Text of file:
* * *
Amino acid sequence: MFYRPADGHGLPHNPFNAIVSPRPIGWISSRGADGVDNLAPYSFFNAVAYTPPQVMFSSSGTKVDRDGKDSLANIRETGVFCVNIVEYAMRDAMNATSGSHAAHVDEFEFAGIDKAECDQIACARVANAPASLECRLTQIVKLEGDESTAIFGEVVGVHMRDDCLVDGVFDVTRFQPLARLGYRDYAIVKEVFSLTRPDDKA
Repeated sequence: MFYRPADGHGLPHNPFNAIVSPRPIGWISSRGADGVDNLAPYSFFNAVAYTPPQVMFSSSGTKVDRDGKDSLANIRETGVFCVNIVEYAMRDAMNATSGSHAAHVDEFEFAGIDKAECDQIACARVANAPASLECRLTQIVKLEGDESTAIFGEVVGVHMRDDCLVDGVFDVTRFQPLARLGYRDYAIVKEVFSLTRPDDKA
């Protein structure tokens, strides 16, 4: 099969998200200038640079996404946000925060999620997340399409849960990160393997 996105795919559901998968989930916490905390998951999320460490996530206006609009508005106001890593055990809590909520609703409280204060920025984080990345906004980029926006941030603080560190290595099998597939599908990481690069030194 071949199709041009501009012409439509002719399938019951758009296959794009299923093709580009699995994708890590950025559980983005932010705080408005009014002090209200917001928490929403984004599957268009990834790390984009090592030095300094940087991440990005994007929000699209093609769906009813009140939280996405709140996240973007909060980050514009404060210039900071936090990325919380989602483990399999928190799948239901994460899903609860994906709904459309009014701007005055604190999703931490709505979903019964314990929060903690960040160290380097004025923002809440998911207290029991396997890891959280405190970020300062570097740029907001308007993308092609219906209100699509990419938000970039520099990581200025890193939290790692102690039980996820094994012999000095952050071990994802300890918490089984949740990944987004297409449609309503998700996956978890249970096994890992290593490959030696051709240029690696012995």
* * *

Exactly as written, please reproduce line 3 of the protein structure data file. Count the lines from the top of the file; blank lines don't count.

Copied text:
């Protein structure tokens, strides 16, 4: 099969998200200038640079996404946000925060999620997340399409849960990160393997 996105795919559901998968989930916490905390998951999320460490996530206006609009508005106001890593055990809590909520609703409280204060920025984080990345906004980029926006941030603080560190290595099998597939599908990481690069030194 071949199709041009501009012409439509002719399938019951758009296959794009299923093709580009699995994708890590950025559980983005932010705080408005009014002090209200917001928490929403984004599957268009990834790390984009090592030095300094940087991440990005994007929000699209093609769906009813009140939280996405709140996240973007909060980050514009404060210039900071936090990325919380989602483990399999928190799948239901994460899903609860994906709904459309009014701007005055604190999703931490709505979903019964314990929060903690960040160290380097004025923002809440998911207290029991396997890891959280405190970020300062570097740029907001308007993308092609219906209100699509990419938000970039520099990581200025890193939290790692102690039980996820094994012999000095952050071990994802300890918490089984949740990944987004297409449609309503998700996956978890249970096994890992290593490959030696051709240029690696012995």